Delay Spring Cleaning– There is no halachic requirement to do spring cleaning while preparing for Pesach. It only doubles the work! This year, put off spring cleaning. Defer washing those windows, chandeliers, or curtains until May or June. Let go of all those self-limiting beliefs that insist the house has to be sparkling clean for Pesach. The mitzvahis to remove hametz– not dust – from our homes. For your own sanity, focus only on cleaning areas of your home where you know hametzwas brought.

Keep It SimpleAs a favorite Rebetzin of mine often says, you don’t need to experiment with new gourmet dishes or buy new cookbooks every year for Pesach. Nor do you have to include mock hametz dishes such as Passover rolls or bagels on your menu. Doesn’t it make more sense to eat matzahin its natural form? Matzahand Pesach go hand-in-hand, after all. Remember: It’s only eight days. Keep it simple!

Enlist Family SupportAvoid falling into martyr or victim mode. Don’t “go it alone.” Let your husband and children have skin in the game and feel proud that they helped you prepare for the Hag. Getting your children to help you with Hagimpreparations is a great way to teach them about ownership and responsibility. It will also help you avoid the feelings of rage and resentment that will inevitably come if you do everything by yourself. It’s totally reasonable to ask your loved ones for help. Asking for support is a strength, not a weakness.

Practice Self-care–During busy phases of our lives, it is a necessity to schedule some kind of self-care – a little bit of Me Timeto recharge our batteries and manage our stress levels. You can’t work on Pesach tasks for hours on end. Get out into nature for a half an hour, walk on a treadmill, treat yourself to a smoothie or check in with a friend.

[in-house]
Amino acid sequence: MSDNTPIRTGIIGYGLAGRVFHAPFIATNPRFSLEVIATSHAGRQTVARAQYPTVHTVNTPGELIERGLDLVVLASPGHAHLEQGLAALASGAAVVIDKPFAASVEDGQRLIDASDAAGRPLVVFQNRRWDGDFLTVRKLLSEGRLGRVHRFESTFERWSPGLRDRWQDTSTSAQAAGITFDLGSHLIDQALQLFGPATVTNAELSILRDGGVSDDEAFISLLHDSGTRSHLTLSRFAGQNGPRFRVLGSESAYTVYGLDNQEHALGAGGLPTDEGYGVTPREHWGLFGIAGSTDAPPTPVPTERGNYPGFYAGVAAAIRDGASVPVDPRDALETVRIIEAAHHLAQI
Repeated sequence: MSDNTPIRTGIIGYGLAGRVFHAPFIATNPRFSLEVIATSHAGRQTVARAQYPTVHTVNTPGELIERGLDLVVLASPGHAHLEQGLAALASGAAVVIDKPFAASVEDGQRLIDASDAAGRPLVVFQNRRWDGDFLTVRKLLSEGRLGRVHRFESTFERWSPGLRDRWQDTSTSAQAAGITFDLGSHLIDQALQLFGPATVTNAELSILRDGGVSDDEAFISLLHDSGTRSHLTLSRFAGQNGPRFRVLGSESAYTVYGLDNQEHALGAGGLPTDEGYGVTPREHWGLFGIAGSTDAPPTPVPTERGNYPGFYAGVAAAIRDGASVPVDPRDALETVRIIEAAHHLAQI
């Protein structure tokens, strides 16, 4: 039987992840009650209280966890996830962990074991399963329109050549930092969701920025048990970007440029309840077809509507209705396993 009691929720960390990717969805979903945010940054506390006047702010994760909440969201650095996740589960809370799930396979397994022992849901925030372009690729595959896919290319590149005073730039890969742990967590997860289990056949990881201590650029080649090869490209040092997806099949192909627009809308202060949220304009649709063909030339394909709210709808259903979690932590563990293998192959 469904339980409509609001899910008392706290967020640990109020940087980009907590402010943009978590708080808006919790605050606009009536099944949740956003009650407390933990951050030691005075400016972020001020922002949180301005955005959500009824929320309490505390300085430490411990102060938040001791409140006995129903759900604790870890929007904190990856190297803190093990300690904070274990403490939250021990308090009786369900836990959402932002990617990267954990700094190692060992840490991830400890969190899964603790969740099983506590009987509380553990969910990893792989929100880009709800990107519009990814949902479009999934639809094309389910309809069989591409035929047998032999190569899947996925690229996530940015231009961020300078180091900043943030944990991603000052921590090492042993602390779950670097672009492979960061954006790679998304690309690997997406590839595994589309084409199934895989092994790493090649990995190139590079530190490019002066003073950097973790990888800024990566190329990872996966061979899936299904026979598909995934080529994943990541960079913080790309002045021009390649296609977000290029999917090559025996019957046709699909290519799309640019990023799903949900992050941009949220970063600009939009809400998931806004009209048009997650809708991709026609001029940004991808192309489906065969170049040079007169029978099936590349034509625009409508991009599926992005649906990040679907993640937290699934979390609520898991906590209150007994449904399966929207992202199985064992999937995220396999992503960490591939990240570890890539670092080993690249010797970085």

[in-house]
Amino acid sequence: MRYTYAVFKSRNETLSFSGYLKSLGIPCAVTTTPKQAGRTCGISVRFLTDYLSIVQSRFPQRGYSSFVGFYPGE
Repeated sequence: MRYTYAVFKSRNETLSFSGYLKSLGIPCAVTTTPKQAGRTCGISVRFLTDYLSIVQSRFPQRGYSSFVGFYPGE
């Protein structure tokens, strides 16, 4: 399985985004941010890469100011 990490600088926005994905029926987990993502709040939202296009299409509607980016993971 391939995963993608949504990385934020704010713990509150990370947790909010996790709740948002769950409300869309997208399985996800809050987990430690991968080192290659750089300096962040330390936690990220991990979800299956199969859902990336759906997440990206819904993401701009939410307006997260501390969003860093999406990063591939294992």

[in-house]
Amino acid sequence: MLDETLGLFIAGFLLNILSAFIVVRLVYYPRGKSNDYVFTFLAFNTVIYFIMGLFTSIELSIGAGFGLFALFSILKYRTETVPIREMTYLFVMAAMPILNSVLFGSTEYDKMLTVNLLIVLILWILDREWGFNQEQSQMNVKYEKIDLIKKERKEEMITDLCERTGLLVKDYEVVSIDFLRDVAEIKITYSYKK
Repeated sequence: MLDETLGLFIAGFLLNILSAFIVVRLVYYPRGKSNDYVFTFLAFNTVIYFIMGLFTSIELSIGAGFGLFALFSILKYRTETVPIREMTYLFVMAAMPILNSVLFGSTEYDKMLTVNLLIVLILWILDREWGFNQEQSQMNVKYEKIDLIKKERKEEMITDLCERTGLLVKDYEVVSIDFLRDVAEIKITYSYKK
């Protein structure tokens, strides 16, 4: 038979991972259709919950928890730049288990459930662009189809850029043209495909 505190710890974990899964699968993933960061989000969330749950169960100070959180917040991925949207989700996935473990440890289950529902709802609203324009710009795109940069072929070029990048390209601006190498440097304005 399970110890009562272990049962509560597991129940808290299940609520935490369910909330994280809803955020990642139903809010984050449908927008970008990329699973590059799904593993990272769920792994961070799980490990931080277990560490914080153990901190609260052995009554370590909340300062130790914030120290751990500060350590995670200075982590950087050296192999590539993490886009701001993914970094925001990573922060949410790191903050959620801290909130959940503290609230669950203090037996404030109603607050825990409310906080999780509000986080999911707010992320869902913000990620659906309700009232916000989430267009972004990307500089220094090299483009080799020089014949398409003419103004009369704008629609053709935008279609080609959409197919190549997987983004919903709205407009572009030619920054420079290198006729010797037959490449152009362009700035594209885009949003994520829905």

Wishing you all a Hag Kasher ve’Sameach!

Here is a handy mnemonic
for PESACH that can help you
stay focused and positive

while you prepare for the Hag.



         Positivity and Preparation – Make a
         plan and focus on the positive aspects
         of the Hag. Be Prepared. Make a list
         of essential and non-essential tasks.
         Devise your menus before you go grocery
         shopping, so you don’t buy food items
         you won’t need.



         Enjoythe Hag – Engage your family and
         get empowered. Replace those negative
         thoughts and anxieties about Pesach
         with positive ones.



         Simple– Keep it simple. Refrain from
         planning seven-course gourmet meals.
         Stay focused on what is meaningful
         about the Hag. Do you really need to
         bake or cook foods that mimic hametz?
         How about sticking to matzah? It’s only
         eight days and it’s a mitzvah to eat
         matzah during this time.



         Attitude– It’s all about attitude and
         perception; the way you think influences
         every facet of your life. When a person
         has a positive attitude, he views
         challenges as opportunities rather than
         threats. Reframe your mindset, view
         the Hag in a positive light AND take
         deep breaths.



         Collaborate and Communicate.
         Communicate your Pesach vision to
         your family. Get their feedback and work
         as a team. Participating in the Pesach
         prep will get your family members
         motivated and invested in the Hag.



         Help– It’s okay to ask for support. Don’t
         be a martyr or victim. Enlist the services
         of your spouse and children or hire help
         if you can afford it.